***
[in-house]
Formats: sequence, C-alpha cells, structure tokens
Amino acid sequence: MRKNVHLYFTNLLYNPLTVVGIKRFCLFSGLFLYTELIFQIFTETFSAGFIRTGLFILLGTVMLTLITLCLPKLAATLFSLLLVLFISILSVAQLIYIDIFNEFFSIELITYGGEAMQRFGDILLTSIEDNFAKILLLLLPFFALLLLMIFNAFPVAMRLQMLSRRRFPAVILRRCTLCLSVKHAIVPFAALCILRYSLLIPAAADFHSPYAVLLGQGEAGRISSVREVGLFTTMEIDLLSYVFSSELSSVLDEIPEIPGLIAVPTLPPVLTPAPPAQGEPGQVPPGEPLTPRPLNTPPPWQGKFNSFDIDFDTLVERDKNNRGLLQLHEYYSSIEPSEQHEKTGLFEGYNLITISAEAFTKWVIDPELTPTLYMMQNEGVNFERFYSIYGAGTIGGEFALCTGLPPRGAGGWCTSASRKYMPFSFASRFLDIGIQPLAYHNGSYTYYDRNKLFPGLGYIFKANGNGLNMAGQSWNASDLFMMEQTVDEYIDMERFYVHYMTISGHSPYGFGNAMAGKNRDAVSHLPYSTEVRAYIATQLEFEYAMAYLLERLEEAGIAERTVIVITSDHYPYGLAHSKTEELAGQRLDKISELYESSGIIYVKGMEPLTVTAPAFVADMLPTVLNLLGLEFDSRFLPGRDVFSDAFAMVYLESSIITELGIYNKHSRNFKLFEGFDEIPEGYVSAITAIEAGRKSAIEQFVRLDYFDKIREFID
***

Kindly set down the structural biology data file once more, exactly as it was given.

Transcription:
[in-house]
Formats: sequence, C-alpha cells, structure tokens
Amino acid sequence: MRKNVHLYFTNLLYNPLTVVGIKRFCLFSGLFLYTELIFQIFTETFSAGFIRTGLFILLGTVMLTLITLCLPKLAATLFSLLLVLFISILSVAQLIYIDIFNEFFSIELITYGGEAMQRFGDILLTSIEDNFAKILLLLLPFFALLLLMIFNAFPVAMRLQMLSRRRFPAVILRRCTLCLSVKHAIVPFAALCILRYSLLIPAAADFHSPYAVLLGQGEAGRISSVREVGLFTTMEIDLLSYVFSSELSSVLDEIPEIPGLIAVPTLPPVLTPAPPAQGEPGQVPPGEPLTPRPLNTPPPWQGKFNSFDIDFDTLVERDKNNRGLLQLHEYYSSIEPSEQHEKTGLFEGYNLITISAEAFTKWVIDPELTPTLYMMQNEGVNFERFYSIYGAGTIGGEFALCTGLPPRGAGGWCTSASRKYMPFSFASRFLDIGIQPLAYHNGSYTYYDRNKLFPGLGYIFKANGNGLNMAGQSWNASDLFMMEQTVDEYIDMERFYVHYMTISGHSPYGFGNAMAGKNRDAVSHLPYSTEVRAYIATQLEFEYAMAYLLERLEEAGIAERTVIVITSDHYPYGLAHSKTEELAGQRLDKISELYESSGIIYVKGMEPLTVTAPAFVADMLPTVLNLLGLEFDSRFLPGRDVFSDAFAMVYLESSIITELGIYNKHSRNFKLFEGFDEIPEGYVSAITAIEAGRKSAIEQFVRLDYFDKIREFID